Think of it as legislative fine print or maybe the speed reader at the end of a radio commercial whose larynx tachometer is about to redline.
Squirreled away in House Bill 126, that made a successful journey through the Maryland General Assembly this year, was wording that requires landowners to wear blaze orange even while hunting on their own properties during the appropriate firearm seasons.
The bill was submitted at the request of the Department of Natural Resources.
Until now, landowners had been exempted from the garment rule.
You can read it for yourself on page 53 of the 2017-2018 Maryland Guide to Hunting & Trapping.
Edward Robinette Jr. is president of the Allegany County Farm Bureau. He said on Thursday that he wasn’t aware of the new regulation and believes that the information has not yet filtered down to local farmers.
“But, speaking for myself,” Robinette said, “I wear it.”
Robinette said his farm is in eastern Allegany County and borders the Green Ridge State Forest, a popular public hunting area.
“I always wear orange when I go into my woods to hunt deer,” Robinette said. “I don’t wear it when I’m out tending the cows, but then I’m usually in a field and not the woods.”
The new regulation applies not only during the deer firearms and muzzleloader seasons, but during seasons for squirrel, grouse and rabbits as well.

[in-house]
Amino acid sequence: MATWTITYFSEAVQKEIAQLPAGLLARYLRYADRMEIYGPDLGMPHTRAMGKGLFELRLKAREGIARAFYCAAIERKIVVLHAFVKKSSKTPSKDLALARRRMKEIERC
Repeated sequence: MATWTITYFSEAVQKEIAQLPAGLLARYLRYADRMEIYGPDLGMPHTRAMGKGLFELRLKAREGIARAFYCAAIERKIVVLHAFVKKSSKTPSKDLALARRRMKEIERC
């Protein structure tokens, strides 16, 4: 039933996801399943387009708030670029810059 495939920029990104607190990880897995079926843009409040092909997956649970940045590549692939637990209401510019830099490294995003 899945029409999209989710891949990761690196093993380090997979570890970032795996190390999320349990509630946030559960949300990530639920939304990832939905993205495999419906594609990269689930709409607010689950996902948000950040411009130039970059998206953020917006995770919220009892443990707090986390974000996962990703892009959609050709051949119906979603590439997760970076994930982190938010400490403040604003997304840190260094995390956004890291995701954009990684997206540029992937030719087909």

Joe Schroyer, a Garrett County resident, is also a member of the Maryland Wildlife Advisory Commission, a citizen group that advises the state's Wildlife & Heritage Service.
Schroyer said the commission reviewed HB 126 during the legislative session, but the orange wording must have slipped by that group as well.
“I don’t remember that part of the bill,” Schroyer said.
But, like Robinette, Schroyer believes wearing orange is a responsible action.
“You might own 500 acres, but if you are hunting near your fence line without wearing orange then that’s nuts,” Schroyer said. “Your neighbor may have no idea you are there and could shoot in that direction. I don’t see a problem with it. Why put your life at risk?”
Schroyer said he knows landowners who wear orange during hunting season even when they go outside to cut wood.
Colby Ferguson, government relations director for the Maryland Farm Bureau in Davidsonville, said the bureau was unaware that the orange regulation was proposed during the General Assembly session.
Ferguson points out, however, that until this year, only the landowner was exempt from wearing orange.
“If you were a son, grandson, spouse, employee or farmer renting the ground, you were already required to wear orange. All the bill did is remove the exemption for the owner of the property,” Ferguson said.
"Our people came to the conclusion that it just didn't make sense to require everybody in the landowner's hunting party to wear orange, but not the landowner," said Stephen Schatz, DNR's director of communications.
"We understand that it is apparently a surprise to some folks, but the emphasis this year will be on education about the change and not on enforcement," Schatz said.
Train hits truck in Garrett County https://t.co/k1Lxv1EVht— Mike Sawyers (@CTNMikeSawyers) August 3, 2017